Tag Archives: pharmaceutical regulations

No Miracles Without Prior Regulatory Approval

14 Dec

The pharmaceutical industry has come a long way from the time of the corner drugstore. Instead of a friendly neighbor compounding your prescriptions from raw materials sitting on his shelf, pharmaceuticals have become a globalized industrial complex with raw material sources, production facilities, and supply chains strung all across the planet.

Compounding this problem is the brier patch of national and sometimes regional oversight agencies that produce an ever-expanding thicket of new regulations that frequently contradict those of other players in the administrative portion of the international pharmaceutical trade. Given the literal life and death nature of these products, procedural hurdles can sometimes have devastating consequences.

Countless stories have been filed about patients who have to journey to distant lands in order to receive treatments currently unapproved for use in their own countries. Large travel expenses are thus added to the costs of cutting edge medicine and further debilitate the patient’s health and ability to afford treatment.

Clearly, a single unified international pharmaceutical standard is called for. The most promising avenue of progress is probably found in the International Conference on Harmonization of Technical Requirements for Registrations of Pharmaceuticals for Human Use, or ICH for short. Many nations which have previously expressed satisfaction with their insular regulatory procedures have been getting behind this effort. Japan pharmaceutical regulations have been particularly notorious for slowing down the approved use of drugs widely prescribed in the United States and Europe. Rapid progress is now taking place, particularly on the subject of generic substitutes for approved medications.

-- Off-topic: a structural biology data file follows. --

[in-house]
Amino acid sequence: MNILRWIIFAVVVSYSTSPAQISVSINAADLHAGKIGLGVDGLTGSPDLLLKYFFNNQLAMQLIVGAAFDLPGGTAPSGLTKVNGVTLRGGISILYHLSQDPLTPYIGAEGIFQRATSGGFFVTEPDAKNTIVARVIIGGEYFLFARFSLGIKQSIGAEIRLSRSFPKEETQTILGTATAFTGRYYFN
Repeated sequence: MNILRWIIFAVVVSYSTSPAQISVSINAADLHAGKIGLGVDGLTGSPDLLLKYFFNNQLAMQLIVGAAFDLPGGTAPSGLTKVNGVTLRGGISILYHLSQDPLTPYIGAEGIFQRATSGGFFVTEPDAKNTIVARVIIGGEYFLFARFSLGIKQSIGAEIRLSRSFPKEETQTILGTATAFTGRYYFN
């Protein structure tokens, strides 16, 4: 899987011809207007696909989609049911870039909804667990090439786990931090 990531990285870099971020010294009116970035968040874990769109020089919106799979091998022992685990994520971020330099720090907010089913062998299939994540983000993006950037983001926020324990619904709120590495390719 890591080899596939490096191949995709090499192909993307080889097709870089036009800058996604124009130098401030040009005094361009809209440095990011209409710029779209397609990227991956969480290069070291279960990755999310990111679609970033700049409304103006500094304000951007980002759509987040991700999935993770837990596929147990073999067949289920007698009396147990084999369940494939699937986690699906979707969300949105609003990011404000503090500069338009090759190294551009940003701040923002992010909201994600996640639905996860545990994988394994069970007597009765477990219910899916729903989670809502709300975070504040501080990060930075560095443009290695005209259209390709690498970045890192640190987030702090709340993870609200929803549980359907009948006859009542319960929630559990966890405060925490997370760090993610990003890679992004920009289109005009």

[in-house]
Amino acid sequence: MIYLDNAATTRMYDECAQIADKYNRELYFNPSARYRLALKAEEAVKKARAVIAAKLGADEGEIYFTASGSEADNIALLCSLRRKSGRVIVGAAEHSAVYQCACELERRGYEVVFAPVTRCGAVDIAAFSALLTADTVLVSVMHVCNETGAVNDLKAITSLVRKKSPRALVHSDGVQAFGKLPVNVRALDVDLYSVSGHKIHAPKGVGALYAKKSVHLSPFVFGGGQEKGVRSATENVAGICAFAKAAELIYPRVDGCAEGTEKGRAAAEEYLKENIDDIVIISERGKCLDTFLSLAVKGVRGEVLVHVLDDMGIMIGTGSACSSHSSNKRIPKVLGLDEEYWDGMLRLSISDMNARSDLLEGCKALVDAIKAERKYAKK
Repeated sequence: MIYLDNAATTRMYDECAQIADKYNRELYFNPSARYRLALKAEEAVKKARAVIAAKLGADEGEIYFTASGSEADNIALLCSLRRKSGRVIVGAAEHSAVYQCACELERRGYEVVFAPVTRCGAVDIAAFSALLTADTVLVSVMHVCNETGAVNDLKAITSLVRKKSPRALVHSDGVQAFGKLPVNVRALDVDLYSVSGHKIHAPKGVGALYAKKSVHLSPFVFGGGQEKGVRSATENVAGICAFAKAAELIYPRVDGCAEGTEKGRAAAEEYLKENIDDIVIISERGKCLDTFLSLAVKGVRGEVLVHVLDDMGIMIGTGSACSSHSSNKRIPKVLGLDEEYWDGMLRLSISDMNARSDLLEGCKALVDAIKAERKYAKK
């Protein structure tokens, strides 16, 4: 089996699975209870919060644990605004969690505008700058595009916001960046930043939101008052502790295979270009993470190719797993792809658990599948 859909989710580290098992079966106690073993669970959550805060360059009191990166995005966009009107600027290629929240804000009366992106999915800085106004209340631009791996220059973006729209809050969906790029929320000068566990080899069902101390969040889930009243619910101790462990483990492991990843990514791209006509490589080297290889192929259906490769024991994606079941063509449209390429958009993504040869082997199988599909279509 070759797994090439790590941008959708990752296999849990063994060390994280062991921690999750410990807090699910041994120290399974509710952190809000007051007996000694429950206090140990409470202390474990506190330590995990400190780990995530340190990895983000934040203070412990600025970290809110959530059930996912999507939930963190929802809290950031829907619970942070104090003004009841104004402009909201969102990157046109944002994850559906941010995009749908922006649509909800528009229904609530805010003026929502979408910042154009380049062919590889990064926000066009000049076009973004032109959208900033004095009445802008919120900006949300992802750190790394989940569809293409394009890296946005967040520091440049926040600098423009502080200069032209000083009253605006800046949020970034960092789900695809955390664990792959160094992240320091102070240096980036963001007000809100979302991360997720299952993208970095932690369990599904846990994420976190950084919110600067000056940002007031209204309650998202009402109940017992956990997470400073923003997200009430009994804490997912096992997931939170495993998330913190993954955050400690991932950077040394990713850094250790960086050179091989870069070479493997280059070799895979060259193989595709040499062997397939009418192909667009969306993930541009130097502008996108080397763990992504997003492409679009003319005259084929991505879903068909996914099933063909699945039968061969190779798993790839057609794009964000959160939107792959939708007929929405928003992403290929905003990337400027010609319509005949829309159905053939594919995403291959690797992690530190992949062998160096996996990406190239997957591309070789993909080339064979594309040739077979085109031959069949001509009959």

Until the day comes when one single supra-national organization oversees the entire pharmaceutical industry, companies will have to live with the way things are today. That means staying exceptionally vigilant about both published and proposed regulatory changes in a host of different venues. Certain drugs could be legal when inserted into a national supply chain yet turn out to be unapproved by the time they reach the end user. In other cases, even exactly similar drugs already approved for market may be banned based on their point-of-origin.

From a public relations standpoint, not to mention from a legal and medical one, such an inadvertent violation could prove disastrous for company shareholders and management. To a large degree, modern pharmaceutical companies have no choice except to pursue the same prescription for both their stockholders and their customers…do no harm.